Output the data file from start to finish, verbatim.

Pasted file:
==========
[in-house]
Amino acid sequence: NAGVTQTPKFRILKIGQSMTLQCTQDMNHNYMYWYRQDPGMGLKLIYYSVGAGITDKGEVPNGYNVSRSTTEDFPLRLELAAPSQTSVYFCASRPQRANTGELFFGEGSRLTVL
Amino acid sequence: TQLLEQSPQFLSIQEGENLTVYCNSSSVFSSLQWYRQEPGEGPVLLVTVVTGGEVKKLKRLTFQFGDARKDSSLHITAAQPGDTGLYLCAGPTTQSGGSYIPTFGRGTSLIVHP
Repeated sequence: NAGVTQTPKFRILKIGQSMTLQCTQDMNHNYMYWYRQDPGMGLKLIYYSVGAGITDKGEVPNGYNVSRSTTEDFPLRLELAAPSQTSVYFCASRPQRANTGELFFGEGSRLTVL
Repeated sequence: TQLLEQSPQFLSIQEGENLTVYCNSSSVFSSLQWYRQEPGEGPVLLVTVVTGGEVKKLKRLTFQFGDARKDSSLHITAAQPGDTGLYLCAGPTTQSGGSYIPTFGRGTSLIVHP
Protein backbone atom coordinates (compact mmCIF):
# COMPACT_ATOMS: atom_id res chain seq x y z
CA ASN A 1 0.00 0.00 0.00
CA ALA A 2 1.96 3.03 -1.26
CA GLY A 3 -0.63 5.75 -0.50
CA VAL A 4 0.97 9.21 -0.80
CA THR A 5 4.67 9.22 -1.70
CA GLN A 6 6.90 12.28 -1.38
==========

[in-house]
Amino acid sequence: NAGVTQTPKFRILKIGQSMTLQCTQDMNHNYMYWYRQDPGMGLKLIYYSVGAGITDKGEVPNGYNVSRSTTEDFPLRLELAAPSQTSVYFCASRPQRANTGELFFGEGSRLTVL
Amino acid sequence: TQLLEQSPQFLSIQEGENLTVYCNSSSVFSSLQWYRQEPGEGPVLLVTVVTGGEVKKLKRLTFQFGDARKDSSLHITAAQPGDTGLYLCAGPTTQSGGSYIPTFGRGTSLIVHP
Repeated sequence: NAGVTQTPKFRILKIGQSMTLQCTQDMNHNYMYWYRQDPGMGLKLIYYSVGAGITDKGEVPNGYNVSRSTTEDFPLRLELAAPSQTSVYFCASRPQRANTGELFFGEGSRLTVL
Repeated sequence: TQLLEQSPQFLSIQEGENLTVYCNSSSVFSSLQWYRQEPGEGPVLLVTVVTGGEVKKLKRLTFQFGDARKDSSLHITAAQPGDTGLYLCAGPTTQSGGSYIPTFGRGTSLIVHP
Protein backbone atom coordinates (compact mmCIF):
# COMPACT_ATOMS: atom_id res chain seq x y z
CA ASN A 1 0.00 0.00 0.00
CA ALA A 2 1.96 3.03 -1.26
CA GLY A 3 -0.63 5.75 -0.50
CA VAL A 4 0.97 9.21 -0.80
CA THR A 5 4.67 9.22 -1.70
CA GLN A 6 6.90 12.28 -1.38